ERIN LINN MCMULLAN
Special to the Westerly
Mark Hobson proves what science suggests—that the making and viewing of art raises our endorphins and creates happiness.
“I’m happier than I’ve ever been,” says Hobson, who is living his dream as a full-time artist and whose gallery celebrates its fifth anniversary in Tofino on July 26th. “The biggest difference is the time it gives me to paint.”
The internationally acclaimed artist has doubled his production thanks to manager Rino del Zoppo, a “magician in arts administration” and the staff he considers his “little family”.
Hobson’s passion for the West Coast not only attracts hundreds of visitors each month, but was recently recognized with Artists for Conservation’s Simon Combes Award in November and with International Artist Magazine’s Grand Prize for Seascapes, Rivers & Lakes in December, for his painting, ‘View from Black Rock: The Survivor.’ Pull up a comfy leather chair to contemplate this masterwork, showcased alongside other originals in the gallery’s expanded space—a milestone in its first five years. Fortitude is the theme linking lone Sitka Spruce in ‘The Survivor’, its rocky islet refuge battered by translucent light-infused green waves, with the seabird colony perched atop limestone bluffs in ‘Tufted Puffins: Arrivals Lounge, Coronation Island, Alaska.’
For Hobson, who often paints at his remote floathouse studio amidst “super-inspirational” Clayoquot Sound, the gallery remains a “lovely way to connect with people.”
During Canada Day weekend, he chatted over his easel with visitors from Malaysia, South Africa, Australia, Ukraine, and Belfast.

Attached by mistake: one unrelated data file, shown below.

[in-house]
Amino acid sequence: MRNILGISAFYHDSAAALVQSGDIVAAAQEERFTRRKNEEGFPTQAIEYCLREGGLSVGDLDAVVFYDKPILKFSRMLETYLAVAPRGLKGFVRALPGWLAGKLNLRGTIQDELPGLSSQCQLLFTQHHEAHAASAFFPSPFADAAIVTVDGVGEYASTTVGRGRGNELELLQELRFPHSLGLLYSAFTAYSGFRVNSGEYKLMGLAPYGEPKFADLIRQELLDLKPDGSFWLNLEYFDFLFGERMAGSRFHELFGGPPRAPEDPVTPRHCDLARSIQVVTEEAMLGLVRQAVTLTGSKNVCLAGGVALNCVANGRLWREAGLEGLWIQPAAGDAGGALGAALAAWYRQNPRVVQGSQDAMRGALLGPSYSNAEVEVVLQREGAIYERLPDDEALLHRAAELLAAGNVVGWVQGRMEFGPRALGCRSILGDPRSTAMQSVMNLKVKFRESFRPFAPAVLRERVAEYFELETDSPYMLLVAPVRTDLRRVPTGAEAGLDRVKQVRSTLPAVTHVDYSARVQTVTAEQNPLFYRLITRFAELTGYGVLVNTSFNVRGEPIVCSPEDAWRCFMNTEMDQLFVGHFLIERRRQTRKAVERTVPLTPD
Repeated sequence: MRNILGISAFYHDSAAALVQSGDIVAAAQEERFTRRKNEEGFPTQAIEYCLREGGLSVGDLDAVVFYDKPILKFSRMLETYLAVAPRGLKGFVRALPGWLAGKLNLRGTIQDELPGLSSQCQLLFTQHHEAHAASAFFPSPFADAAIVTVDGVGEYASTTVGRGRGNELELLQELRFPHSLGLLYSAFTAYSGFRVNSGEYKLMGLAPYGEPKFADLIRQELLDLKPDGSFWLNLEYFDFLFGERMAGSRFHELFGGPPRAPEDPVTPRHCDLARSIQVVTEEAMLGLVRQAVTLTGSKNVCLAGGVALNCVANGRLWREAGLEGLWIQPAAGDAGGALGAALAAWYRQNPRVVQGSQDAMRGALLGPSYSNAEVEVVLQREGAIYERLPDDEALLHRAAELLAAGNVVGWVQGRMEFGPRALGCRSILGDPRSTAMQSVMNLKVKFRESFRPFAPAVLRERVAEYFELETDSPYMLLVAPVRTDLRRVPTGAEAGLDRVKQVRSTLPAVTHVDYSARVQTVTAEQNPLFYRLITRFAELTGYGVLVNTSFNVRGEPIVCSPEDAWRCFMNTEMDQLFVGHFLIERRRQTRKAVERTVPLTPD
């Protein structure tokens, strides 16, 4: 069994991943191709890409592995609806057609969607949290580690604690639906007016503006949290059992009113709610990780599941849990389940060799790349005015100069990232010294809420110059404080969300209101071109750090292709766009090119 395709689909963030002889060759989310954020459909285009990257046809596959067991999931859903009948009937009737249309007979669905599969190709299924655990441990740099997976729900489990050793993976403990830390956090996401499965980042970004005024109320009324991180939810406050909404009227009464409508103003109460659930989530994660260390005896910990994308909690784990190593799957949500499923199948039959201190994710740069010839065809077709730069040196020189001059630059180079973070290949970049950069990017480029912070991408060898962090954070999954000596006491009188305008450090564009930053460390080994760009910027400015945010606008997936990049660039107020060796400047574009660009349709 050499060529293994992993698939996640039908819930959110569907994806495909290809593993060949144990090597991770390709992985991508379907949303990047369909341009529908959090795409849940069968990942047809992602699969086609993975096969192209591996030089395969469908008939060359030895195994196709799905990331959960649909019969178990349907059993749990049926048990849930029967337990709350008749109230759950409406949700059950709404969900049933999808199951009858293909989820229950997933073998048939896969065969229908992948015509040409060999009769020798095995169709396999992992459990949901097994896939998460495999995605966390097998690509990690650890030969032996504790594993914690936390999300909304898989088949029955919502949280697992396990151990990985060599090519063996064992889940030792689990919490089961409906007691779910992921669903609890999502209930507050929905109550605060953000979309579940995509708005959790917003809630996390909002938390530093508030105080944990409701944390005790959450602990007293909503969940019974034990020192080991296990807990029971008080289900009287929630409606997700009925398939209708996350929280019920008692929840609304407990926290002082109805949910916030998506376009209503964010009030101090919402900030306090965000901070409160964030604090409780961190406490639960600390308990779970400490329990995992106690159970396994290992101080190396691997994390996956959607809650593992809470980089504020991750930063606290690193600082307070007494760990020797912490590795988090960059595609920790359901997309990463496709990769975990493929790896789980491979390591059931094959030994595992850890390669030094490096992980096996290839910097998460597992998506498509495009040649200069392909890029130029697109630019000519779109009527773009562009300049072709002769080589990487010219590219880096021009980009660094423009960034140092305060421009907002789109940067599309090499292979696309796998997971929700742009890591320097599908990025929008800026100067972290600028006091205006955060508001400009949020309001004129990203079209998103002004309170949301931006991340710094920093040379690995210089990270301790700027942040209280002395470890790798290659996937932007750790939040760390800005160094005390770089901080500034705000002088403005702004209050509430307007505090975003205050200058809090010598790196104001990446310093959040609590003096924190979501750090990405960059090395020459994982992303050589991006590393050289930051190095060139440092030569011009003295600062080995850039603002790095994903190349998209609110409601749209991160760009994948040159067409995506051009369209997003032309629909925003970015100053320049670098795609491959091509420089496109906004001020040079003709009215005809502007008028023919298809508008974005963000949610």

“The truth is this is a rare place. Nothing comes together as it does here in one beautiful package,” says Hobson. “The more you appreciate its beauty, the more likely it is to be saved.”
“He captures the wonder of the environment magically. It’s as if you’ve encountered a special window to an illuminated moment in the marine environment,” says Hon. Naomi Yamamoto, a frequent visitor here since childhood, who felt privileged to meet the artist. “I admire his passion for making the rugged West Coast more accessible to so many of us.”
“Mark has joyously shared his passion for all that is apparent and hidden in nature,” says Councillor Dorothy Baert. “His paintings have opened a way of seeing the coast that has been one of the gifts of his work and it is fortunate that visitors and locals can experience this readily in the gallery.”
When the gallery launched in 2013, nearly 30 years after his arrival in 1984, it leveraged Hobson’s infectious enthusiasm shared over decades of traveling to art shows across North America and internationally.
“Once I decided to become an artist, I never had to go back,” says Hobson, recalling one close call earlier in his career. All set for an 11 a.m. appointment with Don Travis to take him up on an offer to drive boats and offset $16,000 in start-up costs, Hobson sold $14,000 worth of paintings – in the nick of time.
Local artist Norma Dryden credits his “amazing legacy in our community with his style and vision of the coast, and by generously sharing his lifetime’s work and skills,” including “in support of countless local functions.”
“Hobson’s work has been an inspiration to painters across the country” and his sought-after workshops “also launched a number of local painters and helped to create a community of artists that thrive here today.”
“I spent my whole life trying to get here,” Hobson says, still challenging himself and approaching each new piece with excitement.